Trump impeachment conviction? ‘Zero chance,’ Republicans say, as Dems move forward with case


The hearings for the second impeachment trial of former President Trump start on Tuesday and Republicans are making it clear, even before they’re gaveled in, that they believe the result is predetermined.

“It’s a partisan farce,” Sen. Rand Paul, R-Ky., said of the impeachment effort on “Fox News Sunday.” Paul added that he does not believe it’s possible Trump will be convicted.

“Zero chance of conviction,” Paul said when asked if he thinks there’s a chance the Senate could meet the 67-vote threshold to convict Trump. “Forty-five Republicans have said it’s not even a legitimate proceeding so it’s really over before it starts. As far as witnesses, I think unlikely to be witnesses; if they do want witnesses, there’s going to be so much evidence that the president had nothing to do with this.”

Indeed, Paul last month raised a point of order in the Senate alleging that the impeachment trial is unconstitutional. This forced a vote and only five Republicans joined the Senate’s 50 Democrats in saying that the trial is constitutionally allowed to move forward. That means that 12 Republicans would have to change their minds on whether the trial is constitutional for Democrats to have even a chance of convicting Trump.

Sen. Chris Murphy, D-Conn. ‒ who is in favor of convicting Trump and made the case on “Fox News Sunday” that the Senate has a responsibility to hold a trial of the former president ‒ even allowed that Paul makes a reasonable point that the trial is unconstitutional.

“I admit this is of course a matter of first impression and so I don’t think the case that Senator Paul is making is a ridiculous one,” he said.

Other top Republicans also believe Trump is highly unlikely to be convicted, which if it does happen, could result in him being barred from holding office in the future.

“They know that this has no chance of winning. There’s no chance of the president actually being convicted here,” Trump 2020 senior adviser Jason Miller said on Fox News Sunday. “This is designed to try to implement political pain, so to speak, over the course of a week, maybe a week and a half, and then they’re going to move on. They’re not even taking this seriously.”

Sen. Bill Cassidy, R-La., meanwhile, criticized the process of the impeachment in the House, saying it tainted proceedings in the Senate.

“Let’s face it, the House did an incredibly poor job of building a case before the impeachment vote,” he said on NBC’s “Meet the Press.” “There was no process. I mean, it’s almost like, you know, if it happened in the Soviet Union, you would have called it a show trial.”

Former White House chief of staff Mark Meadows said on “Sunday Morning Futures” that the trial is “designed for nine House Democrats to do two things — to get political vengeance and have a viral moment.”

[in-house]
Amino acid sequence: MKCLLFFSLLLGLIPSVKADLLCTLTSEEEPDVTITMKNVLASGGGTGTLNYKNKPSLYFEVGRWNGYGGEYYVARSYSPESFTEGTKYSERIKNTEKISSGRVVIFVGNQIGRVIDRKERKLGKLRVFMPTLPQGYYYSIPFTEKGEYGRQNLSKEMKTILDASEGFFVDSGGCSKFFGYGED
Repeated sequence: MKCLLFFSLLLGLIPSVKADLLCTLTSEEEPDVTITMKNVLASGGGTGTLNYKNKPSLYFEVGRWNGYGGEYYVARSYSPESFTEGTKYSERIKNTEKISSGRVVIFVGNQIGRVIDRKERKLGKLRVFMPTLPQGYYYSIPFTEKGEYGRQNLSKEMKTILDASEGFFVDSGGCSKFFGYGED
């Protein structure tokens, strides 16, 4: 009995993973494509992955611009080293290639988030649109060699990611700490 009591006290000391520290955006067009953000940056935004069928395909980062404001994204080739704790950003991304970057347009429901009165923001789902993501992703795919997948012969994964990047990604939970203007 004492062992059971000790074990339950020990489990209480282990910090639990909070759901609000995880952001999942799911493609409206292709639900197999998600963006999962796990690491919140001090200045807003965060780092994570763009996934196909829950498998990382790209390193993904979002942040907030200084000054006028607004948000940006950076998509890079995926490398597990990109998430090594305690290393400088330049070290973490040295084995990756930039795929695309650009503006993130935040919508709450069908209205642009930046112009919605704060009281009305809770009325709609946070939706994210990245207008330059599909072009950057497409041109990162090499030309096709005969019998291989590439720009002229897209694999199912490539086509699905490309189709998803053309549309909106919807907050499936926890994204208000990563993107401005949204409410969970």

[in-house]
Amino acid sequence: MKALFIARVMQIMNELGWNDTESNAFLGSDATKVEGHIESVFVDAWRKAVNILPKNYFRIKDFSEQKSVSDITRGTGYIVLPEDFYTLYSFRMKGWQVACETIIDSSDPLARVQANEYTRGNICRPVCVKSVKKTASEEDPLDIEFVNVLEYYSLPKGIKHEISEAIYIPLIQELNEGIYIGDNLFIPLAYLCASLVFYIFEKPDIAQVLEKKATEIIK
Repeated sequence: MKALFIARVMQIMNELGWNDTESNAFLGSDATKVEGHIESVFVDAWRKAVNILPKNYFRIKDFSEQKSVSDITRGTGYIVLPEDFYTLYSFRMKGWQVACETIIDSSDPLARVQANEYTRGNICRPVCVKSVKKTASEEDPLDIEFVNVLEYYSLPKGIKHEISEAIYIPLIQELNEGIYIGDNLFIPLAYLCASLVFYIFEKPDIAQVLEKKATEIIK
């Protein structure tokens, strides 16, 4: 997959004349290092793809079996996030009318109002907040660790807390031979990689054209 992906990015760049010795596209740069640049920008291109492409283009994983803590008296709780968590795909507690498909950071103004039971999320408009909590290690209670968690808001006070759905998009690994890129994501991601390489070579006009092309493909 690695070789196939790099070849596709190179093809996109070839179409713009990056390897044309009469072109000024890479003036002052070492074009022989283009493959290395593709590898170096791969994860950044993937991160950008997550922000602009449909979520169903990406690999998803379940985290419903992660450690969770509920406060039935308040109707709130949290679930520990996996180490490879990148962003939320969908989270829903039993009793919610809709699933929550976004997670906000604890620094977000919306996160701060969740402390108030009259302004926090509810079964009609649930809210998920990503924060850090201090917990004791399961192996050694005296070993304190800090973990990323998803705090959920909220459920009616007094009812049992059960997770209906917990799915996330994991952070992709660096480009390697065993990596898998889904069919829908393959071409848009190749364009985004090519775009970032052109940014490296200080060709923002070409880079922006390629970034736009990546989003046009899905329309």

Sen. Pat Toomey, R-Pa., added on CNN that because 45 Republicans have already said the trial is unconstitutional, “you can infer how likely it is that those folks will vote to convict.”

As for Sen. Lindsey Graham, R-S. C., he said “the outcome is not really in doubt.”

“Impeachment is a political process. We’ve never impeached a president once they’re out of office. I think this is a really bad idea. Forty-five-plus Republicans are going to vote early on that it’s unconstitutional. It’s not a question of how the trial ends. It’s a question of when it ends,” Graham said on CBS’ “Face the Nation.” “The only question is will they call witnesses? How long does the trial take?”

Graham also said that he does not endorse the events of Jan. 6 and didn’t walk back his previous statements holding Trump partially responsible for the attack on the Capitol. But Graham said he does not believe Trump actually committed a crime, and that the trial itself should not be moving forward.

“It’s not a crime. The House is impeaching him under the grounds that his speech created a riot,” Graham said. “If you believe he committed a crime, he can be prosecuted like any other citizen. Impeachment is a political process. We’ve never impeached a president once they’re out of office.”

Trump’s trial stems from an impeachment vote in the House on Jan. 13, one week after a pro-Trump mob stormed the U. S. Capitol. Trump for months made false claims that he won the presidential election before gathering a massive crowd in Washington, D.C., on Jan. 6, the day Congress was set to certify the presidential election results. Trump said the rally would be “wild.”

During that speech, Trump doubled down on his false claims about the election and said, “If you don’t fight like hell, you’re not going to have a country anymore.” Trump did tell his followers to march “peacefully and p… (Read more)

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